Despite coming up in different eras, the stark similarities between the two make for compelling evidence. For starters, the early stage of their careers saw both artists hailed as stars-in-waiting. In Budden’s case, his acquisition by Def Jam came complete with the mantle of “carrying on” the label’s “tradition for the next ten years” and this premonition seemed to be coming true when his eponymous debut arrived. From club-optimized bangers such as “Pump It Up” and “Focus” to the contemplation of “Walk With Me” and “10 Minutes,” his penmanship and adaptability as an MC marked Joey as tailor-made for the intersection between the streets and the charts. Three years on from being the toast of his “dream label,” Joe was on the outs with Def Jam and had left a shelved album, titled The Growth, in his wake. From there, Budden would exact his vision and develop his emotionally raw style on the Mood Muzik mixtape series and subsequent studio projects.

For CyHi, his road to Def Jam and Kanye West’s G.O.O.D Music imprint was accelerated by a lofty co-sign from Mrs. Carter herself. Informed that “you have to sign him” by Beyonce, ‘Ye heeded her words and put pen to paper, but it was far from an easy ride that followed suit. Following a stellar outing on “So Appalled” from My Beautiful Dark Twisted Fantasy, where Cy proved he could hold his own with Jay, Pusha & RZA, it seemed as though the stars were aligning for the Georgia export’s ascent. Much like Joe, this prospective greatness was kept under wraps at the behest of his label, only allowing for the occasional feature to emerge through official channels. In the same vein as his Jersey counterpart, CyHi took matters into his own hands and delivered a stream of mixtapes that highlighted his formidable talent, including the Royal Flush and Black Hystori Project series respectively.

By 2015, CyHi was released from Def Jam and sought his revenge on Kanye, Pusha and everyone that had bypassed him with the diss track “Elephant In The Room.” Later recanted as an Em and Dr Dre-esque ribbing between mentor and mentee, the ferocity and candidness of the bars bore resemblance to Joe Budden’s “Def Jam Diss” in which he took aim at his employers and then-label head Lyor Cohen for stalling on his second record. Much like The Growth, Cyhi also has an album that’s collecting dust in the form of L.I.O.N, and it would be two more years before his long-awaited debut No Dope On Sundays would emerge. An acclaimed if still under-the-radar release, the rapper has since teased a follow-up, set for arrival next month. While every fan of high-caliber lyricism is hoping this is the case, it is hard to take this proposed roll-out at face value when so many prospective release dates have never materialized over the course of his career.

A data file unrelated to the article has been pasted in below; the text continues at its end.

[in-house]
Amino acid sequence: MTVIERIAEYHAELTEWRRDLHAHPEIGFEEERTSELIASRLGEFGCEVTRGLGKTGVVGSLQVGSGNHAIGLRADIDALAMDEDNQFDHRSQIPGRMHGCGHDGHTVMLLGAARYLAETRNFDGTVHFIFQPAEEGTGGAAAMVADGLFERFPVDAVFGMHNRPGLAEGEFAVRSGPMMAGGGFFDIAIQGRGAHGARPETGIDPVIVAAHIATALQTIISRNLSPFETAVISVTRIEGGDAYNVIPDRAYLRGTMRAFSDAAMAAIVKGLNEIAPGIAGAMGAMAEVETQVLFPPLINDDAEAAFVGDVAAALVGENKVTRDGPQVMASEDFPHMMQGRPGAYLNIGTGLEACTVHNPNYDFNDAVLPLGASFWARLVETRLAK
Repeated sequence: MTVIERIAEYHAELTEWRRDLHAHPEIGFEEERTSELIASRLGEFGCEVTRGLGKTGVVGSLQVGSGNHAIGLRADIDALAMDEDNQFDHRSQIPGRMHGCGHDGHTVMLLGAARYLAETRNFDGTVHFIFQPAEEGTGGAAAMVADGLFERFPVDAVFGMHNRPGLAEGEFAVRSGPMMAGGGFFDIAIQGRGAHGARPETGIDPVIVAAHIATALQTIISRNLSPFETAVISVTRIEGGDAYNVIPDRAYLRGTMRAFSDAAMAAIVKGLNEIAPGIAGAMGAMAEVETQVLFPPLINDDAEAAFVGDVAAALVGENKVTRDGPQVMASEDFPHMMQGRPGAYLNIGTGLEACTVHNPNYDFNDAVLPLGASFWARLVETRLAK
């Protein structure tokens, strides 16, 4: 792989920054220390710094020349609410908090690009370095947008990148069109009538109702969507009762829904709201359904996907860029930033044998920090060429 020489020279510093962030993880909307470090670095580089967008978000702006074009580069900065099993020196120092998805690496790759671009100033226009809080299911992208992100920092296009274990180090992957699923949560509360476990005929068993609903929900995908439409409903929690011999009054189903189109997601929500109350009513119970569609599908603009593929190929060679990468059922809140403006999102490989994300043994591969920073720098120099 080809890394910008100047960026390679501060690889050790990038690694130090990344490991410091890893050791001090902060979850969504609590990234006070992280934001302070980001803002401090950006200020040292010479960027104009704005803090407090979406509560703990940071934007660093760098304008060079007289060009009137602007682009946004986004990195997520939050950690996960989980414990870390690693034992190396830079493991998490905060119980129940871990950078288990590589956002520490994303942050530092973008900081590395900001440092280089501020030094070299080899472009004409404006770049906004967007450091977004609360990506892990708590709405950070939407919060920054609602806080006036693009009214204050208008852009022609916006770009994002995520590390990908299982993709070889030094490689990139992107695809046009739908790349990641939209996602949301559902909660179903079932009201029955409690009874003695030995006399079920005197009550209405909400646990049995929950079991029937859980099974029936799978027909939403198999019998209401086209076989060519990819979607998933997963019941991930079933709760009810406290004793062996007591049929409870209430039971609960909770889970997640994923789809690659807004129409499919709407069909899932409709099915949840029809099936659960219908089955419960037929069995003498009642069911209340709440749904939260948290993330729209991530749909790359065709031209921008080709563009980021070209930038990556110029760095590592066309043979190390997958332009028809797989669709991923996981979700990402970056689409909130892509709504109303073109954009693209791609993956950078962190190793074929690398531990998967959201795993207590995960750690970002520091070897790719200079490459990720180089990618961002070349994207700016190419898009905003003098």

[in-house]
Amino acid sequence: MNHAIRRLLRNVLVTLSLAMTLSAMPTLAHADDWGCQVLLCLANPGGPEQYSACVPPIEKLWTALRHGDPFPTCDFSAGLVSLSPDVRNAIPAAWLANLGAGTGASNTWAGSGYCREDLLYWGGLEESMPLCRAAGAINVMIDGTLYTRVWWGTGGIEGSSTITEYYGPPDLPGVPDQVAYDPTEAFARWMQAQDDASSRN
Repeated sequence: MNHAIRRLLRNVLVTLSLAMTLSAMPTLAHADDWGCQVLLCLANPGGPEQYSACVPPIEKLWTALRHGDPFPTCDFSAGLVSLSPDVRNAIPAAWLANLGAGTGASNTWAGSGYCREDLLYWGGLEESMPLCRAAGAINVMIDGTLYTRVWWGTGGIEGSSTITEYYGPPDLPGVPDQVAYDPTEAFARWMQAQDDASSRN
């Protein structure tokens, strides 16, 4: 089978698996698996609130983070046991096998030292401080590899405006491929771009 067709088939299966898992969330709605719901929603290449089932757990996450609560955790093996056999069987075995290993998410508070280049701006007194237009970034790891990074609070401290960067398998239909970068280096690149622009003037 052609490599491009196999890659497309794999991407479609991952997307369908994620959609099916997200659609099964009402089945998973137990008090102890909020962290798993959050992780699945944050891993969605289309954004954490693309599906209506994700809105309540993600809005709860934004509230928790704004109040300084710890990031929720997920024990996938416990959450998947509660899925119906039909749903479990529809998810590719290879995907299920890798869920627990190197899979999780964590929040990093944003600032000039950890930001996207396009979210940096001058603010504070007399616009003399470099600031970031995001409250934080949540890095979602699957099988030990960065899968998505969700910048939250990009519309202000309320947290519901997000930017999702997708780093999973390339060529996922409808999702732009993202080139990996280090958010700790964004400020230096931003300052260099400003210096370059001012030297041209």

Joe Budden, in his mind, has often been overlooked, overshadowed and hampered by the industry and those in his camp. Whether or not CyHi is cognizant of it, his time as an artist has been subject to a similar mix of reverence and rejection. When their creativity was stifled by labels, they rallied against the industry bureaucracy. When they were mismanaged by figureheads, they took it to the booth rather than burying it,and when everything else had been taken from them, their talents as MCs remained the one constant. Ultimately, this may be the reason why lyrical warfare with CyHi is so enticing to Budden, in a way that trifling with another rapper simply isn’t. Budden left behind a blueprint for how to navigate through rap’s choppiest waters and create your own buzz, one that CyHi has– likely unconsciously– emulated.

For both of these artists, money and notoriety may have still found either, but it was self-expression and articulation of their stories that kept them involved in hip-hop at their lowest ebb. Now that Budden has been provoked by a genuine contemporary, he could feel the need to re-assert his abilities in a way that Quavo or Takeoff couldn’t force him to. Whether or not an MC’s net worth exceeds his is of little concern, what he couldn’t abide by is if they’re perceived as lyrically and artistically superior, and that’s why Cyhi is in prime position to make him grab the mic. Due to all of their jarring similarities and the potential for Budden’s creativity to be re-ignited, let’s hope the two decide to settle this on wax and not relegate this generational warfare to a pipe dream.